To recap what I was saying on Wednesday – concept albums exist, so do rock operas, and because of three albums there’s a lot of amazing music that inspired a lot more:
- The Beach Boys’ “Pet Sounds”
- The Beatles’ “Sgt Pepper’s Lonely Hearts Club Band”
- The Who’s “Tommy”
Among those inspired by at least one of those three albums was David Bowie
And you can link almost ANY musician back to Bowie.
That aside, I wanted to talk about a couple of albums that aren’t officially rock operas, but sound suspiciously like they could be.
First one is easy enough – The Killers’ “Hot Fuss”
It really isn’t a rock opera, BUT there IS a storytelling element to it… kinda.
There’s two tracks on Hot Fuss that, when combined with an old b-side, make up what fans call the “Murder Trilogy”, melodramatic, yes, but also plausible, and loosely confirmed by the band themselves.
So the three songs are:
- Leave the Bourbon on the Shelf (the b-side, you can find it on a compilation album called “Sawdust”) – in which the narrator begs “Jenny” not to leave him
- Midnight Show (track 10 on hot fuss) – in which a jealous narrator kills Jenny
- Jenny Was a Friend of Mine (track 1) – in which the murder confesses to the murder of said Jenny
So those three songs are out-right CONFIRMED to be a narrative story, but here’s the thing, the rest of the album has the same sort of theme to it, and while not confirmed, there’s quite a few compelling and well-reasoned arguments out there. Like this one.
But there’s two others by the same band I want to talk about.
So, My Chemical Romance. I said in the chapter that pretty much all of their work could be considered a rock opera – though only The Black Parade is officially listed as one.
I haven’t really listened much to Danger Days – I didn’t like it – but their first two albums have definite qualities of a rock opera – if nothing else, they seem to tell a story.
Their debut album was called “I Brought You My Bullets, You Brought Me Your Love”, and there’s a pretty clear story arc centered around a Bonnie & Clyde style couple, who, like the real couple, get gunned down in the desert at the end of that album.
Their second (and also their breakthrough) album was “Three Cheers for Sweet Revenge”, and, while unconfirmed, is also widely regarded as a concept album/rock opera because of the seeming narrative of the lyrics. It gives off a vibe of somebody coming back to life, almost like a newborn vampire. That somebody being the Clyde expy from the last album who made a deal with Satan to save the life of the Bonnie expy.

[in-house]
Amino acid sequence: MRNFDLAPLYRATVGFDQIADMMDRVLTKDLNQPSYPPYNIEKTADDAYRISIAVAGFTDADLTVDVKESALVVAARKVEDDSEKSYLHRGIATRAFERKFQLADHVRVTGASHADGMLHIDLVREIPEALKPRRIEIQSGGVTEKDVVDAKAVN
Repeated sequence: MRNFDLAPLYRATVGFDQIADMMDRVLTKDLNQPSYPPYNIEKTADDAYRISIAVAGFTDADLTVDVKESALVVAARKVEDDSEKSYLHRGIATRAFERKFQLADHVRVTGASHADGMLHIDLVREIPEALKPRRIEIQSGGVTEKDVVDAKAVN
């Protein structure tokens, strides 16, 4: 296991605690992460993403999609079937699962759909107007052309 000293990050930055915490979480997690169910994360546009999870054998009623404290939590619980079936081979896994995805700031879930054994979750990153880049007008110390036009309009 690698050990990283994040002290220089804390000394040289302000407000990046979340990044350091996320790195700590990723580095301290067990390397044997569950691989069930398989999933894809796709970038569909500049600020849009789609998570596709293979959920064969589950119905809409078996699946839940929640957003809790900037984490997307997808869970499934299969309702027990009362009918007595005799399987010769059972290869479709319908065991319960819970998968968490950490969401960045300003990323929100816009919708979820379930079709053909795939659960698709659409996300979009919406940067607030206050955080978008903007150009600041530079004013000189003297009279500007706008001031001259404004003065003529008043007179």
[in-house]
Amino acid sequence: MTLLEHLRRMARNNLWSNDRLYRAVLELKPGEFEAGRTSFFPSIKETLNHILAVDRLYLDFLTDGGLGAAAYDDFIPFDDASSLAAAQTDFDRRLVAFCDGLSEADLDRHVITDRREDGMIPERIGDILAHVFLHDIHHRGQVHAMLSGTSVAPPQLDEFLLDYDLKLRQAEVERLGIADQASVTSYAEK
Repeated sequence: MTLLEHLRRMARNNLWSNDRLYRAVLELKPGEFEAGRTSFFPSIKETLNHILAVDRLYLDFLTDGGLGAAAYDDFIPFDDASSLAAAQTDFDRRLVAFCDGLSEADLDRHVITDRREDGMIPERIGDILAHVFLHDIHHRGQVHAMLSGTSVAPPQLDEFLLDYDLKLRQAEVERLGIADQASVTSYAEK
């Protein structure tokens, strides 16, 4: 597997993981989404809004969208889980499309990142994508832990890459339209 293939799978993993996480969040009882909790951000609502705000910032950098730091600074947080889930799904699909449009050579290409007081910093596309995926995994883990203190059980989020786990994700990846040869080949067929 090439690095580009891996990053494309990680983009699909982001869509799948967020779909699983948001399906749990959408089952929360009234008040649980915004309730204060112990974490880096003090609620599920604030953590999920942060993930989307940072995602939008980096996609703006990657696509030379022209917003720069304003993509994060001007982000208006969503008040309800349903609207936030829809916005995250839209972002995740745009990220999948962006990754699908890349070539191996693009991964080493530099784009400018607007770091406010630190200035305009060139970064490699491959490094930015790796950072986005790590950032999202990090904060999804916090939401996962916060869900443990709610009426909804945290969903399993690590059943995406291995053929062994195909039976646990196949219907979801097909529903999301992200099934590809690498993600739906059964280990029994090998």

There’s also this evidence (pulled (and edited) from wikipedia):
- The album’s cover, named “Demolition Lovers” (As is the final song on I Brought You My Bullets…) and its interior artwork (including the text that reads “The story of a man, a woman, and the corpses of a thousand evil men.”)
- The lyrical themes of the final songs on both of the band’s first two albums, which are “Demolition Lovers” and “I Never Told You What I Do for a Living”. The lyrics of the latter include “They gave us two shots to the back of the head and we’re all dead now” suggesting that the character (if it is linked to the storyline) has been killed and has failed in saving his lover from Hell.
- The song “It’s Not a Fashion Statement, It’s a F*****g Deathwish” from Three Cheers for Sweet Revenge also includes themes of a man rising from his grave, who suggests that his purpose in doing so is to commit a murder.
Or maybe I, like many others, am just reading too much into it.
So why discuss them here instead of on the show? Self-imposed rule. Confirmed rock operas only if and when I do a Rock Opera based Masterpiece Theatre.
Stay tuned for next week’s chapter, which again is on some of the best, and most influential guitarists in music history.
Some names that WON’T be on that chapter because of time limitations include:
- Tommy Iommi
- Angus Young
- Zakk Wylde
- Eric Clapton
- George Harrison
One name you WILL see on there is Chuck Berry – but where will he be? Listen in on Wednesday to find out.
Thanks for reading, dear listeners. I’ll talk to you next time.